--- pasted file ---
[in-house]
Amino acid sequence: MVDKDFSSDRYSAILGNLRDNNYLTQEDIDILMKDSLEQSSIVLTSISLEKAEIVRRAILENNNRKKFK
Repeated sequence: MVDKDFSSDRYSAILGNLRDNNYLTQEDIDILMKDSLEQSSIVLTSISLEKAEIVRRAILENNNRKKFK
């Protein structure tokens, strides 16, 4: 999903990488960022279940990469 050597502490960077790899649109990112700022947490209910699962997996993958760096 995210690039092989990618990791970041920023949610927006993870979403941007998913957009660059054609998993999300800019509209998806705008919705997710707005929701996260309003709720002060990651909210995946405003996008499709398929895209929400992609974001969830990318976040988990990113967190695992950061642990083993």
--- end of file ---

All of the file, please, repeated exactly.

[in-house]
Amino acid sequence: MVDKDFSSDRYSAILGNLRDNNYLTQEDIDILMKDSLEQSSIVLTSISLEKAEIVRRAILENNNRKKFK
Repeated sequence: MVDKDFSSDRYSAILGNLRDNNYLTQEDIDILMKDSLEQSSIVLTSISLEKAEIVRRAILENNNRKKFK
């Protein structure tokens, strides 16, 4: 999903990488960022279940990469 050597502490960077790899649109990112700022947490209910699962997996993958760096 995210690039092989990618990791970041920023949610927006993870979403941007998913957009660059054609998993999300800019509209998806705008919705997710707005929701996260309003709720002060990651909210995946405003996008499709398929895209929400992609974001969830990318976040988990990113967190695992950061642990083993």